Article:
Caregiver willingness to vaccinate their children against COVID-19 after adult vaccine approval

International COVID-19 Parental Attitude Study (COVIPAS) Group

Research output: Contribution to journalArticlepeer-review

44 Scopus citations

Abstract

Vaccines against COVID-19 are likely to be approved for children under 12 years in the near future. Understanding vaccine hesitancy in parents is essential for reaching herd immunity. A cross-sectional survey of caregivers in 12 emergency departments (ED) was undertaken in the U.S., Canada, and Israel. We compared reported willingness to vaccinate children against COVID-19 with an initial survey and post-adult COVID-19 vaccine approval. Multivariable logistic regression models were performed for all children and for those <12 years. A total of 1728 and 1041 surveys were completed in phases 1 and 2, respectively. Fewer caregivers planned to vaccinate against COVID-19 in phase 2 (64.5% and 59.7%, respectively; p = 0.002). The most significant positive predictor of willingness to vaccinate against COVID-19 was if the child was vaccinated per recommended local schedules. Fewer caregivers plan to vaccinate their children against COVID-19, despite vaccine approval for adults, compared to what was reported at the peak of the pandemic. Older caregivers who fully vaccinated their children were more likely to adopt vaccinating children. This study can inform target strategy design to implement adherence to a vaccination campaign.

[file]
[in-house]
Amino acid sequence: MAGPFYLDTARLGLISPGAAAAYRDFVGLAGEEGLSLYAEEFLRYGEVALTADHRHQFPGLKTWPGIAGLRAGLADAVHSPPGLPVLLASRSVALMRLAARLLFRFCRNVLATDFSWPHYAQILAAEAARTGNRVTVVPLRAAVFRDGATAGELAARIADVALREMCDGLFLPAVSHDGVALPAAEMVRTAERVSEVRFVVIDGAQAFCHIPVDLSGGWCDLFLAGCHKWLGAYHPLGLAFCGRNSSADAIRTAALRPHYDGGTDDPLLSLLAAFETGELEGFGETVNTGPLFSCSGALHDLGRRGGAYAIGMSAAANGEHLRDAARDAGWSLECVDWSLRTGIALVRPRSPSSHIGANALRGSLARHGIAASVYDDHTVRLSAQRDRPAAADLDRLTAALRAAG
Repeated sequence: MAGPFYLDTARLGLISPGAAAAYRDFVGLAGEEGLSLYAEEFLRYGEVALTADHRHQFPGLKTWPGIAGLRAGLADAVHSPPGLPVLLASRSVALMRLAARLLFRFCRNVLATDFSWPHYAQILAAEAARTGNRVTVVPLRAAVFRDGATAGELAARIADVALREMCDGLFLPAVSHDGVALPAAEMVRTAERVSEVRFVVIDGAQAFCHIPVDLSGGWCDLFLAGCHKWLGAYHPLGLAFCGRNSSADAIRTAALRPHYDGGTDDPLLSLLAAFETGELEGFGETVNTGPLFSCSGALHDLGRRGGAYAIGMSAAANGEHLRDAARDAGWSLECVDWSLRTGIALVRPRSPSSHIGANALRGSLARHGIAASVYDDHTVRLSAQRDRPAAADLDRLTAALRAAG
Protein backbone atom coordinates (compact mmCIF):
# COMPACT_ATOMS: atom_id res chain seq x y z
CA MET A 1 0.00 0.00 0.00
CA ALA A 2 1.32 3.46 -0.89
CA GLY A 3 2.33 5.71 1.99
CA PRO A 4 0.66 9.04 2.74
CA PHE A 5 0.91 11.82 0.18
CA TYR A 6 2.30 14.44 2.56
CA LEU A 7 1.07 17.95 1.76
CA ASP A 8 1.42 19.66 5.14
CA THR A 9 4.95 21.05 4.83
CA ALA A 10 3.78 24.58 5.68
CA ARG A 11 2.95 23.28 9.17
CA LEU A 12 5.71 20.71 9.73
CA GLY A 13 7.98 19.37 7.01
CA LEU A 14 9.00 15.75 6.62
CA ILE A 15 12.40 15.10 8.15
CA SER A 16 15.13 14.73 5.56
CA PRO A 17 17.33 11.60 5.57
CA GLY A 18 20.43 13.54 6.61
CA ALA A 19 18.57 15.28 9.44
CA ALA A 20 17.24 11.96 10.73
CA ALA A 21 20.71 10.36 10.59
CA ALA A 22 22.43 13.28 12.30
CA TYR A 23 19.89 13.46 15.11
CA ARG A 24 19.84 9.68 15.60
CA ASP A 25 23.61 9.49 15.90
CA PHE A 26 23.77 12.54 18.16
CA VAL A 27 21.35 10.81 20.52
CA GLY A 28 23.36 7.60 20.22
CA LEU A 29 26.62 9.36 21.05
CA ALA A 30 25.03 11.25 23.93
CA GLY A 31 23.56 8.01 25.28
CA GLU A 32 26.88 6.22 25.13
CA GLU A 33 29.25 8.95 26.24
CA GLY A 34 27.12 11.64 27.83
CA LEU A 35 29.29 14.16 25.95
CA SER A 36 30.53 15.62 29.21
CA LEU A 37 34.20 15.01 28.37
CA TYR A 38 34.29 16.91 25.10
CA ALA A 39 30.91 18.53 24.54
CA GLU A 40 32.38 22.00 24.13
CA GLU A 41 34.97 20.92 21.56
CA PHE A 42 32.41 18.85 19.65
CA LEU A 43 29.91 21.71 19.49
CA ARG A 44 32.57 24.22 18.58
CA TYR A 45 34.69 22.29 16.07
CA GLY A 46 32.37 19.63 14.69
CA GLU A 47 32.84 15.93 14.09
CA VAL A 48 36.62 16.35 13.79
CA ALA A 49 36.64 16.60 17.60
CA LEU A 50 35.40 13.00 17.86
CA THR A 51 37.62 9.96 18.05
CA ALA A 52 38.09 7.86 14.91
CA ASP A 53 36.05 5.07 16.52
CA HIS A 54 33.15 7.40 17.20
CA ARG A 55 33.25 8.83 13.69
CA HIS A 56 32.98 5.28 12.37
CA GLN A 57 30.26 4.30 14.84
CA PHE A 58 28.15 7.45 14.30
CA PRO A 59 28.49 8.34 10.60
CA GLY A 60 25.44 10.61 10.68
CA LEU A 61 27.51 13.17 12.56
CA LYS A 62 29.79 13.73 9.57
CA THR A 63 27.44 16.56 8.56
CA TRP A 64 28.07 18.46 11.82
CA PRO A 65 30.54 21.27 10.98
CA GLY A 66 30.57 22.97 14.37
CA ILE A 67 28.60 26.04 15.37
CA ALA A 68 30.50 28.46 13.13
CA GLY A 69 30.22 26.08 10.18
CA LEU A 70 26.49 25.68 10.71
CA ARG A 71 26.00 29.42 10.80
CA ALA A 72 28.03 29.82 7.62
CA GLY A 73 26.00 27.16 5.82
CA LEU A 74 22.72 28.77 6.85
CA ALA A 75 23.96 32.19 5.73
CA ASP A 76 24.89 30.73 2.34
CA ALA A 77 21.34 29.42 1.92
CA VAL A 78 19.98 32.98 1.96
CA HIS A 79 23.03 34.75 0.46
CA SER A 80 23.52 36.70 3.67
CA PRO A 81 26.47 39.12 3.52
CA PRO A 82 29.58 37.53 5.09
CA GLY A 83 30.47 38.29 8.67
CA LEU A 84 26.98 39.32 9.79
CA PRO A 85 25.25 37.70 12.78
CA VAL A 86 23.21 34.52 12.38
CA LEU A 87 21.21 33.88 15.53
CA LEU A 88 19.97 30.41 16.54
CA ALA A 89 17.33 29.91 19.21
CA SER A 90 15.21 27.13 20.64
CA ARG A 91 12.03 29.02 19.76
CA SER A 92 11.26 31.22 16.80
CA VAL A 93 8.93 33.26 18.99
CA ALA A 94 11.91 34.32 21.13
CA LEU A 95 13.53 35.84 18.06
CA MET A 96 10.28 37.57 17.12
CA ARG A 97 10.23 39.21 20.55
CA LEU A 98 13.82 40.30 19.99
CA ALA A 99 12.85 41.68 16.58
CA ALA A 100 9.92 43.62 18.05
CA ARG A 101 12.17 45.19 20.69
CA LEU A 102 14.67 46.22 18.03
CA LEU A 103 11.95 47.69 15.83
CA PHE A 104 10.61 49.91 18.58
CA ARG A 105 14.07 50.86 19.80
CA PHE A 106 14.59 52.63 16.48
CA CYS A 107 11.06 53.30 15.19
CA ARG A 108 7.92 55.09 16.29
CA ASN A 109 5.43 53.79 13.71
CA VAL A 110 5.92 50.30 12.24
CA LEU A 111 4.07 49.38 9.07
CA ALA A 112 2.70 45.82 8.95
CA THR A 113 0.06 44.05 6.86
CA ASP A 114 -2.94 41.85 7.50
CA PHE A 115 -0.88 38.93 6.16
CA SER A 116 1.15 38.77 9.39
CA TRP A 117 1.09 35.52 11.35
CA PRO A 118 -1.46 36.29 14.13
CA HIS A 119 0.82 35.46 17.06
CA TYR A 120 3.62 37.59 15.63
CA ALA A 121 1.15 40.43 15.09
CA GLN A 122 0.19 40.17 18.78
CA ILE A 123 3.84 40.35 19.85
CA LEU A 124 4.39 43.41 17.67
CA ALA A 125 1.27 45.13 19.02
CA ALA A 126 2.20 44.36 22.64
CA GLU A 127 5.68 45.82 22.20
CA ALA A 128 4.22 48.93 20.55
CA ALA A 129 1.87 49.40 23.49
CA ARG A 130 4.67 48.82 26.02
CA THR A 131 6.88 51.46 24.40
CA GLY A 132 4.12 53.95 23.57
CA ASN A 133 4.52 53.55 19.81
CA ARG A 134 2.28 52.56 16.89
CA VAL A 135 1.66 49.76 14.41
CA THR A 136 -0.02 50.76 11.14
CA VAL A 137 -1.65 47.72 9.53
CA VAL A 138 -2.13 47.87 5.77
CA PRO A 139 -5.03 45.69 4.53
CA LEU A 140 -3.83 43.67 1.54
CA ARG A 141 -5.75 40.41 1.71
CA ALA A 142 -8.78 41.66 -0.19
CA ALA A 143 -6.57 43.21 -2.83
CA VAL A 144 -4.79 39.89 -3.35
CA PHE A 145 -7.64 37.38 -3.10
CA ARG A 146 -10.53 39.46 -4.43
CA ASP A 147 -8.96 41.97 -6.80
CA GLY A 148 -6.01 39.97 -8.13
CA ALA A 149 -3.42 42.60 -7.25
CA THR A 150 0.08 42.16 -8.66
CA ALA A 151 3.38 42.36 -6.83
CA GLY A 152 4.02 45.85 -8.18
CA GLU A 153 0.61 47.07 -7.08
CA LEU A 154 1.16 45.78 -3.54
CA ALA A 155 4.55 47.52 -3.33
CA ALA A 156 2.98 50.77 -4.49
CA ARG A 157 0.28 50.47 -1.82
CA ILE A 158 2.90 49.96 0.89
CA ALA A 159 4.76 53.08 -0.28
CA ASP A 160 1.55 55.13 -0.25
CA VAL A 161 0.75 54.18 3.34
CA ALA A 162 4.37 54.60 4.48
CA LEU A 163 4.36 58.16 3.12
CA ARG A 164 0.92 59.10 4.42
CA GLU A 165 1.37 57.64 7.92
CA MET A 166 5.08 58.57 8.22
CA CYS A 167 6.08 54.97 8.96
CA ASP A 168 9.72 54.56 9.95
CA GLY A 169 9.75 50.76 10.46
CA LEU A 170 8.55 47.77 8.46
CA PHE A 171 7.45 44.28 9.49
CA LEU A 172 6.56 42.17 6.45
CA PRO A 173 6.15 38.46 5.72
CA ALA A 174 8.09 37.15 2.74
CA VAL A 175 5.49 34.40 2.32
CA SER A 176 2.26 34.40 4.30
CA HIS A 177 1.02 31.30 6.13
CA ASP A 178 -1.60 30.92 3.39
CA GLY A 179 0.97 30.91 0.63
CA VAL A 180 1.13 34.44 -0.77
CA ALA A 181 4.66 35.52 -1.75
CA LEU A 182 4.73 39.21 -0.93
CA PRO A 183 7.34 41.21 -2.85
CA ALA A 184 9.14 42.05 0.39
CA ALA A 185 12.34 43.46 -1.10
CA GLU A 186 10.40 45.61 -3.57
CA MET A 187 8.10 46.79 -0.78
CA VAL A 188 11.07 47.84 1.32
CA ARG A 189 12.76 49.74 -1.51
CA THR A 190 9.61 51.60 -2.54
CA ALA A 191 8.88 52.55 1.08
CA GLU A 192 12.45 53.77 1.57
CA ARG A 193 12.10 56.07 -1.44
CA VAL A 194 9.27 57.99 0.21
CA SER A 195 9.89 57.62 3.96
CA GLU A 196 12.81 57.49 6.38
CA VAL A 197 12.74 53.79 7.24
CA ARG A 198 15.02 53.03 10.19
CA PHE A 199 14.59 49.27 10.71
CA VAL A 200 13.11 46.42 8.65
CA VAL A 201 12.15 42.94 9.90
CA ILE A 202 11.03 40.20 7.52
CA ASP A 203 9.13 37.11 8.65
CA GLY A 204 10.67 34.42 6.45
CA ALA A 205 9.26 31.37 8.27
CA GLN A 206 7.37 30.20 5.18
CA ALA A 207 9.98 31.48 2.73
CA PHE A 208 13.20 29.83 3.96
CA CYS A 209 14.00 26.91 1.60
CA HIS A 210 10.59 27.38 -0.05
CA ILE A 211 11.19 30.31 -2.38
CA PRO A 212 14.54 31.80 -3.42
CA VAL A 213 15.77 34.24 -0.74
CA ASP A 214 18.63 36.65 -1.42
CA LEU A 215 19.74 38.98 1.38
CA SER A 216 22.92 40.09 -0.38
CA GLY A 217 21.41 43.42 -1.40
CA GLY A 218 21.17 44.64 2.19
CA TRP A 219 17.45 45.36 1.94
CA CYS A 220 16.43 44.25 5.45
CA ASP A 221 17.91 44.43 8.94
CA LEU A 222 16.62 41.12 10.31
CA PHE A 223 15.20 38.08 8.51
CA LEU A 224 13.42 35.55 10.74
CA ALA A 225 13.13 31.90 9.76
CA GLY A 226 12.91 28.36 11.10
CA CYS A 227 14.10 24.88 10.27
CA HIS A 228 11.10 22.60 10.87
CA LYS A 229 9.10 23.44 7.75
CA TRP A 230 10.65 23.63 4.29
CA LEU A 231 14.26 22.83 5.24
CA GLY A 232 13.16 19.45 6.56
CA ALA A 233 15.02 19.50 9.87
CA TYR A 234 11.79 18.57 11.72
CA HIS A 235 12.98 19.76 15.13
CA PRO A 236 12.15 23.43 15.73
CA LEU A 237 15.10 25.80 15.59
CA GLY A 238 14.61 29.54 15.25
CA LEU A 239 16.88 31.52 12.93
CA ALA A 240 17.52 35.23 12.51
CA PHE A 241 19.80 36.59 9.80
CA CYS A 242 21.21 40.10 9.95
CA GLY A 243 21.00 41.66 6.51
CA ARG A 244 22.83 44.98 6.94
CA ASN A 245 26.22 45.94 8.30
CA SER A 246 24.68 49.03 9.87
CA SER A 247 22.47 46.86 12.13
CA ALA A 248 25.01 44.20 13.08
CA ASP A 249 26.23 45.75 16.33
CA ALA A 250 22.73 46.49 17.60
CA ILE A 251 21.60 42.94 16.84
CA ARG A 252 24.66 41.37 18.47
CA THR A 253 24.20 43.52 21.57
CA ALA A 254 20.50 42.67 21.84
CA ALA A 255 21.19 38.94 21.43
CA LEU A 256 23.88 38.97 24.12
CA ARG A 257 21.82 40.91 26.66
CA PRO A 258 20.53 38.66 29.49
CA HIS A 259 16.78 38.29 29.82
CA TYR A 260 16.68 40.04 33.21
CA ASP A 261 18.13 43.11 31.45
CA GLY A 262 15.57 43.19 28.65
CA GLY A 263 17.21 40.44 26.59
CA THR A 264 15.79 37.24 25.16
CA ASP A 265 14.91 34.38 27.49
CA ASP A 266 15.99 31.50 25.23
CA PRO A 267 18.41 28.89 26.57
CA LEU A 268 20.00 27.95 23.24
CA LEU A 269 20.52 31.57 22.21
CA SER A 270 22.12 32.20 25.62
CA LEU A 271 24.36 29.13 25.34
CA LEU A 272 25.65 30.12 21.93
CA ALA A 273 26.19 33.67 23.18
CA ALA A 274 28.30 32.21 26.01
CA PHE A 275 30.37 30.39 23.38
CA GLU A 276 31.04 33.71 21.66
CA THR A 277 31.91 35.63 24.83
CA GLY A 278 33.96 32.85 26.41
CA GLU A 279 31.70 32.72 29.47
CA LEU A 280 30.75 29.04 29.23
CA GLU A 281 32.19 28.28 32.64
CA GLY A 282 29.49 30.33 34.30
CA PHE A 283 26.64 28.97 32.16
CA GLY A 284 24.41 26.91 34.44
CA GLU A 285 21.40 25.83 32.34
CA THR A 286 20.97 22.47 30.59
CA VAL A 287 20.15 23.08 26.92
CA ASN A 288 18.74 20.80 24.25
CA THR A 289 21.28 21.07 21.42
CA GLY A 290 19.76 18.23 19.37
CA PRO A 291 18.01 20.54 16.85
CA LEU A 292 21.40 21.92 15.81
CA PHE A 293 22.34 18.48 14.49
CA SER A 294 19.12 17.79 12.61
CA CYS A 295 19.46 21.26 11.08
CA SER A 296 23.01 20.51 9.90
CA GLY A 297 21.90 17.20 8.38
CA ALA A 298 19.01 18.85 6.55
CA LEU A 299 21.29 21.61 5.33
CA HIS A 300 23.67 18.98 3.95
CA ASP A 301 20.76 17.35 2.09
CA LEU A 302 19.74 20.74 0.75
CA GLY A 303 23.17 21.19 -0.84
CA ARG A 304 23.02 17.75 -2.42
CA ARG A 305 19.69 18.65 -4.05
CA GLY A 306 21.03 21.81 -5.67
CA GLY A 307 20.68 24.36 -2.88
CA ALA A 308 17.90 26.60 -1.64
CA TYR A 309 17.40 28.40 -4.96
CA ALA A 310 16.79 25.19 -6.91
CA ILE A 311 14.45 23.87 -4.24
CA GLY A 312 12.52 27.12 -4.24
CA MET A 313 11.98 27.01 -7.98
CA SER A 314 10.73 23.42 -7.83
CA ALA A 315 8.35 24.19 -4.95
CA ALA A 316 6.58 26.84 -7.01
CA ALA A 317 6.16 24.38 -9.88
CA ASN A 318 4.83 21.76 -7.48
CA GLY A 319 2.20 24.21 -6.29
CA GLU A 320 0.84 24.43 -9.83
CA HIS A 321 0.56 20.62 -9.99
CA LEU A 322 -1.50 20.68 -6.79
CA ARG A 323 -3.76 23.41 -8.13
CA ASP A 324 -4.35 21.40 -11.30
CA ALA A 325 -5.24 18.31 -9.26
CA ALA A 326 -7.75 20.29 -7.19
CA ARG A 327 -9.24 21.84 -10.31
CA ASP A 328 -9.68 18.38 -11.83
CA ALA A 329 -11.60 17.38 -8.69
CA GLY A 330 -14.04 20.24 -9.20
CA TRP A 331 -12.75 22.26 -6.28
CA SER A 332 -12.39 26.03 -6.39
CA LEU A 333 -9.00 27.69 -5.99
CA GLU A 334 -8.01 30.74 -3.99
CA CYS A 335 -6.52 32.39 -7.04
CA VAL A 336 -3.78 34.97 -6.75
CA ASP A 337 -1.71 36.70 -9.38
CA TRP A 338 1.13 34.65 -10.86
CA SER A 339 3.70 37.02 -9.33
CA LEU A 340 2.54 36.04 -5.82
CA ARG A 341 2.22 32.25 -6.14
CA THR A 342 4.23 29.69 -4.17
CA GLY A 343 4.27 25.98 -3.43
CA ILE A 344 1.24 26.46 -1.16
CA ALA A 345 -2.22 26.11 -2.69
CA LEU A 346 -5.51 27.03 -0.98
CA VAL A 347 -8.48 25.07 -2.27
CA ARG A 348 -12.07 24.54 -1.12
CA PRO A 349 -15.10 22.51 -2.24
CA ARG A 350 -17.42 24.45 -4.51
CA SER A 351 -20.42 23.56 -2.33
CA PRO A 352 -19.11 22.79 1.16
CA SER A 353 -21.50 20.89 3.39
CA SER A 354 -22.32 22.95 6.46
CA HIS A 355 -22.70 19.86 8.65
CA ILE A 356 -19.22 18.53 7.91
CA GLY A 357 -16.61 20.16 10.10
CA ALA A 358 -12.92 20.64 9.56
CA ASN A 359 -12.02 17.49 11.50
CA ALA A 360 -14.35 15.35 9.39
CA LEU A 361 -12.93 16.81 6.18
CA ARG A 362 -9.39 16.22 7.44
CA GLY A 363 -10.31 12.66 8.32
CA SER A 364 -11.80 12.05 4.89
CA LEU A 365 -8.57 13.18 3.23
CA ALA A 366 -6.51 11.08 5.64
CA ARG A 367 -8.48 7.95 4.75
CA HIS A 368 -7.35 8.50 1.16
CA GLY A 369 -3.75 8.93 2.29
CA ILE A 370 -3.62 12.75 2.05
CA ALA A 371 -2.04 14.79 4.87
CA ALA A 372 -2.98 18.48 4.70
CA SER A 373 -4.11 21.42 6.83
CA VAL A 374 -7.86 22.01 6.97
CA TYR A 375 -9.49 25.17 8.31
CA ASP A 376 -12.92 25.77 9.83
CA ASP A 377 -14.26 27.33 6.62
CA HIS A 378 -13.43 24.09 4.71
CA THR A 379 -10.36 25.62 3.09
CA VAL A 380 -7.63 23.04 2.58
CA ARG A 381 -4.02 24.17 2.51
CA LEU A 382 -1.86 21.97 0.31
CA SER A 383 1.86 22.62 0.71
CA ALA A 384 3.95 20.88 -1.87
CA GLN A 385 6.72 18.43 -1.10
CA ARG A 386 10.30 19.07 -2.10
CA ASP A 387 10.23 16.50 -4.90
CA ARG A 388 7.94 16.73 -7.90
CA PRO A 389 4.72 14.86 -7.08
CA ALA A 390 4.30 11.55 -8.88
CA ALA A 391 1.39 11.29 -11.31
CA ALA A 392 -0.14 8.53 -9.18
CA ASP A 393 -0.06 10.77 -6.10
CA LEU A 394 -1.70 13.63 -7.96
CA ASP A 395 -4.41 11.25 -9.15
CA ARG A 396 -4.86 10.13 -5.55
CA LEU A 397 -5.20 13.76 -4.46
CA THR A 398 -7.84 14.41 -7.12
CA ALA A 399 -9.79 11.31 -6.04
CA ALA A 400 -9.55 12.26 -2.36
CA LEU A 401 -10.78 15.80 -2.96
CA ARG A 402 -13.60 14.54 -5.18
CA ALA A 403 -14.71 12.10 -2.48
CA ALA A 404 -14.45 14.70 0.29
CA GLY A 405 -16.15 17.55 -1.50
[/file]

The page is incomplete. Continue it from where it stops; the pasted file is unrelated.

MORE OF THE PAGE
Original languageEnglish
Article number10224
JournalInternational Journal of Environmental Research and Public Health
Volume18
Issue number19
DOIs
StatePublished - 1 Oct 2021

Funding

FundersFunder number
Danna Krupik
Department of Pediatric Emergency Medicine, New York Presbyterian Brooklyn Methodist Hospital
Departments of Paediatrics, Internal Medicine, Epidemiology & Biostatistics
Gualco Gianluca, Pediatric Emergency Department
Medicine & Dentistry, Women and Children’s Health Research Institute
Pediatric Institute of Italian part of Switzerland
Ran Goldman, The Pediatric Research in Emergency Therapeutics
Sant Joan de Déu Barcelona
St. Marianna University School of Medicine, Tokyo, Japan
Université de Montréal, Montréal, Québec, Canada
Ziv Medical Center, Israel
Children's Health Research Institute
University of Saskatchewan
Washington University School of Medicine in St. Louis
BC Children's Hospital
Children's Healthcare of Atlanta
University of Alberta
Sackler Faculty of Medicine, Tel-Aviv University
Schulich School of Medicine and Dentistry, Western University

    Keywords

    • COVID-19
    • Parental attitudes
    • Vaccine hesitancy

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